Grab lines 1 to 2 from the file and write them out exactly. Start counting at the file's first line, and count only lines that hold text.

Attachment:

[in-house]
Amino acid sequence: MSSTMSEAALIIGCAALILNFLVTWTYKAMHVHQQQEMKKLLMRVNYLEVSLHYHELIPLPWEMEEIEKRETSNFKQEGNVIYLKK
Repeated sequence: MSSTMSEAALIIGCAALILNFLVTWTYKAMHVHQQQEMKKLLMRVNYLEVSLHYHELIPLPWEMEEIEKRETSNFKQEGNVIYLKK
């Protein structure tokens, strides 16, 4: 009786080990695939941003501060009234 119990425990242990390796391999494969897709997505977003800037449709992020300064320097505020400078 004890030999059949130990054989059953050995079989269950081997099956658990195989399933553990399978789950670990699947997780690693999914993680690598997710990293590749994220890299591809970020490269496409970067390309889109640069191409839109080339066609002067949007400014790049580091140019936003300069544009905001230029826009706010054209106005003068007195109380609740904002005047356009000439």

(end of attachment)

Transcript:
[in-house]
Amino acid sequence: MSSTMSEAALIIGCAALILNFLVTWTYKAMHVHQQQEMKKLLMRVNYLEVSLHYHELIPLPWEMEEIEKRETSNFKQEGNVIYLKK